1. At the heid o' the glen whaur the burnie rins doun, An' the bushes rise up faur awa' frae a toun, Whaur lang jaggy brambles, wi' brackens an' broom, Are warpin' an' weftin' like wabs i' the loom. 2. There aince stood a biggin' o' canny expense, A hallan dividet the kitchen an' spence ; The floor, tho' a clay ane, was soun as your loof, While fail an' bog-rashes protecket the roof. 3. The lintel was laigh. an' the door was but strait, There wad aye be a chirt when twa muckle anes met, Or the taen boost tae staun' till the tither wan thro', An' five feet an' a hauf had tae mak' a bit bou. 4. Tho' the winnocks were wee, there war twa on ilk side; Tho' the lum was but laigh, yet the mouth o't was wide ; Sae the licht thro' the housie, an' down on the bink, Was better at times than a body wad think. 5. The folk wha possest it for mony a year Had part o' importance, but nae muckle gear. The man's name was Peter, tho' folk ca'd him Pate, An' his twa maiden sisters were Janet an' Kate. 6. 'The lassies were thrifty, they cardet an' span, Bleached lang wabs o' sarkin' as white as a swan; At least it was said that the lady hersel' " Said, "The lassies could do a piece cloth very well." 7. But a' things connecket wi' time ha'e an' en', An' sae had the folk at the heid o' the glen ; For Peter an' Kate were ta'en aff, ane by ane, An' auld Janet was left by the ingle her lane. 8. Syne the Laird for himsel', an' for Janet an' a', Gat the orra auld plenishin' roupet awa', An' Janet was set whaur the nei'bo'rs were near, An' the rent no sae muckle by something a year. 9. But whether for grief at the loss o' her kin, An' at leavin' the hame that she liket, ahin', Or something forebye, there was nane that could say, But they saw she fell aff her bit ordinar' way. 10. Syne the Minister cam' tae enquire whit was wrang, He made exercise, too, an' converst wi' her Lang ; Till, lang-at-the-length, he thocht proper tae speer, Gin a will was made oot aboot heirin' her gear ? 11. "Ou, ay, sir," quo' Janet, " the Laird an' my brither Were grit when by chance they forgather't thegither ; Sae Pate at his death left the chairge on the Laird, An' he's aye ta'en the fashrie, an' I ha'e been saird. 12. "Thae things that you see, sir, I ettle tae lea' Tae the nei'bo'rs aboot wha's been kindest tae me; An' gin ony thing's left wi' the Laird at the en', He maun jist mak' the dredgie the r'ugher, ye ken." 13. "Just so," said the Priest, " but had it been your pleasure 'To have added a part to a much better treasure, By leaving with me a few pounds to the poor, 'Twou'd have yielded a happy reflection, I'm sure.
THE MINISTER AND JANET’S HEN
The Village of Chryston - North Lanarkshire - Scotland
Chryston
14. "Yet wishing that order and peace may prevail, If you'll mention your friends and their lots in detail I shall be your executor, free of expense, To disburden your mind of the trifles of sense." 15. She hankert awee, tho' her prospects were sma', Yet she couldna fin' oot hoo tae get him awa' ; Sae wi' words an' by signs, as her strength wad allow, Wi' the help o' the Priest her bit will was gaen thro'. 16. But jist as his rev'rence was dichtin' the pen, What think you cam' in but a fine bunshie hen ? She had come tae leuk after her dish for a pick, An' the Minister steekit the door wi' his stick. 17." Noo, Janet," quo' he, " I must bid you good-day, The work is gone through, and I'm going away ; But that we have made an omission, 'tis plain, The roll is completed, but here is a hen." 18. " Ou, ay, sir," said Janet, " I canna weel tell, But I'm thinkin' o' leavin' the hen tae yersel'." " Indeed," says the Priest, " then my service is due, An' I'll just tak' her with me to save more ado." 19. A string was providet, an' a' was made dark, Sae the Minister soon got a haud o' his mark ; Her legs were made fast wi' the string in a glance, An' the Minister took her awa' tae the Manse. 20. Example gaes farer than precept, 'tis said, An' as Janet was maistly confin'd tae the bed, A few o' her oot-an'-in nei'bo'rs began To mak' use o' their haun's on the Minister's plan. 21. Ha ! but Janet grew better, wan oot tae her chair, An' speert after some things she couldna see there; Syne ilka bit article, better or waur, Was return't, an' set doun without jumble or jar. 22. Some spak' o' a chicken an' some o' a hare, Tae put strength in her legs tae get cot tae the air, An' some recommendet an egg noo an' then; " Aweel, then," quo' Janet. " we'll send for the hen." 23. " The hen !" quo' the Howdie, " the banes o't are bare, 'Tis roastet an' snappet, as sure as yer there; Bid a Minister tak', an' he'll soon dae yer bidden, 'Deed she ne'er got a scart at the Minister's midden." 24. "He's kill't her then, has he?" quo' Janet, an' grat ; " He needna ha'e been just sae clever as that, It's been mair for himsel' than a likin' for me ; Sae, for fear I wad men', my bit hen boost tae dee ! 25. " I ha'e bid the de'il tak' it, again an' again, Yet greedy's they ca' him, he let it alane; But, hegs, when the Minister body cam' in, The sorry a biddin' he needit but ane."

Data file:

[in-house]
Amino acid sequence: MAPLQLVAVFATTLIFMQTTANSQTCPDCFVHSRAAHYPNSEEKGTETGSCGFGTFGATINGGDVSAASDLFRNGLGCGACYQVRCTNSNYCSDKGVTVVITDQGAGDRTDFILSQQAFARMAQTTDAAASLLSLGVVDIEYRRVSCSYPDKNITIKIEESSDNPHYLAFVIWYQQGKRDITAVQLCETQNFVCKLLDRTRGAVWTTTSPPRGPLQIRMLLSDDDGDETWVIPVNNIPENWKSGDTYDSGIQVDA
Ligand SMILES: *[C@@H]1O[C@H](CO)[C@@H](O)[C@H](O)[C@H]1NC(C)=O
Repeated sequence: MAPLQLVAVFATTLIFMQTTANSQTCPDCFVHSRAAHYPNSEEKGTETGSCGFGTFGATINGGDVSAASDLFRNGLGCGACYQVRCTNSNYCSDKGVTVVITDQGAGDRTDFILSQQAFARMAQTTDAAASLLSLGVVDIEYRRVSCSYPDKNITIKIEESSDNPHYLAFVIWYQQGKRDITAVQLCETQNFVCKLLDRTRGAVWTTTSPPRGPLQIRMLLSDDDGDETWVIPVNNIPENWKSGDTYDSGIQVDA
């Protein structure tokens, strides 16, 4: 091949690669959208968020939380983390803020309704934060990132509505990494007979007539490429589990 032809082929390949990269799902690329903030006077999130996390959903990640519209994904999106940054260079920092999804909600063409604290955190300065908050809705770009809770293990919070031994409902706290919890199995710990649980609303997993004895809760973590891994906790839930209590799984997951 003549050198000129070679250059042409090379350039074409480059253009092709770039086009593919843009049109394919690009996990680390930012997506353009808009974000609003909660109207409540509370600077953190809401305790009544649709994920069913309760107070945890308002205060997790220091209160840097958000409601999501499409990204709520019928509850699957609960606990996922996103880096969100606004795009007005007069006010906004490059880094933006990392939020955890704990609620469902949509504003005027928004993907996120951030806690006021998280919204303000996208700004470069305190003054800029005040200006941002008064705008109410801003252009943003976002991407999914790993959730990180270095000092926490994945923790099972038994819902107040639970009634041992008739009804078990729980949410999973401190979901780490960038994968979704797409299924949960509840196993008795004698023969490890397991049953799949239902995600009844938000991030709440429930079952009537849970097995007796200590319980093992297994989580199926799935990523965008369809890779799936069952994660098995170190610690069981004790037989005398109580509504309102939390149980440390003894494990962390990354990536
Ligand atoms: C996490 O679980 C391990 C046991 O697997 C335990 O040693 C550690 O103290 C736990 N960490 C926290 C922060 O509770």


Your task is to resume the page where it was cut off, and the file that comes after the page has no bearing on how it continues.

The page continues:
Walter Watson
The Chryston Poet